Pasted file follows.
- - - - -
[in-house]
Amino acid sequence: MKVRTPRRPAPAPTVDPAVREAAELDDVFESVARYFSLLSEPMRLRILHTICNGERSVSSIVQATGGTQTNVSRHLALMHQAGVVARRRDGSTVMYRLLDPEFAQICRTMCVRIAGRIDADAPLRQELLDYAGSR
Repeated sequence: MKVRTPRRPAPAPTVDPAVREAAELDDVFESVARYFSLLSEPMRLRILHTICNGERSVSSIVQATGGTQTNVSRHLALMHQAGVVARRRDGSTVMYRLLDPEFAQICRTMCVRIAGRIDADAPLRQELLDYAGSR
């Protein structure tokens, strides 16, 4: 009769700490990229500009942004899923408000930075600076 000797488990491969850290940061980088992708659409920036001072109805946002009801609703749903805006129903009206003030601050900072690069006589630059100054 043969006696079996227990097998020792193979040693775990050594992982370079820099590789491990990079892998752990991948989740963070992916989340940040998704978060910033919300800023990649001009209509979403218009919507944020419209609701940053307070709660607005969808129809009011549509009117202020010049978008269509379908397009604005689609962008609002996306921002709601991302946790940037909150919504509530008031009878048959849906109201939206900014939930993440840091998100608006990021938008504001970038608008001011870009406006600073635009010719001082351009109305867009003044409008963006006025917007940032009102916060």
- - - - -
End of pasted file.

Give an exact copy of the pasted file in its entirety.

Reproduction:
[in-house]
Amino acid sequence: MKVRTPRRPAPAPTVDPAVREAAELDDVFESVARYFSLLSEPMRLRILHTICNGERSVSSIVQATGGTQTNVSRHLALMHQAGVVARRRDGSTVMYRLLDPEFAQICRTMCVRIAGRIDADAPLRQELLDYAGSR
Repeated sequence: MKVRTPRRPAPAPTVDPAVREAAELDDVFESVARYFSLLSEPMRLRILHTICNGERSVSSIVQATGGTQTNVSRHLALMHQAGVVARRRDGSTVMYRLLDPEFAQICRTMCVRIAGRIDADAPLRQELLDYAGSR
């Protein structure tokens, strides 16, 4: 009769700490990229500009942004899923408000930075600076 000797488990491969850290940061980088992708659409920036001072109805946002009801609703749903805006129903009206003030601050900072690069006589630059100054 043969006696079996227990097998020792193979040693775990050594992982370079820099590789491990990079892998752990991948989740963070992916989340940040998704978060910033919300800023990649001009209509979403218009919507944020419209609701940053307070709660607005969808129809009011549509009117202020010049978008269509379908397009604005689609962008609002996306921002709601991302946790940037909150919504509530008031009878048959849906109201939206900014939930993440840091998100608006990021938008504001970038608008001011870009406006600073635009010719001082351009109305867009003044409008963006006025917007940032009102916060």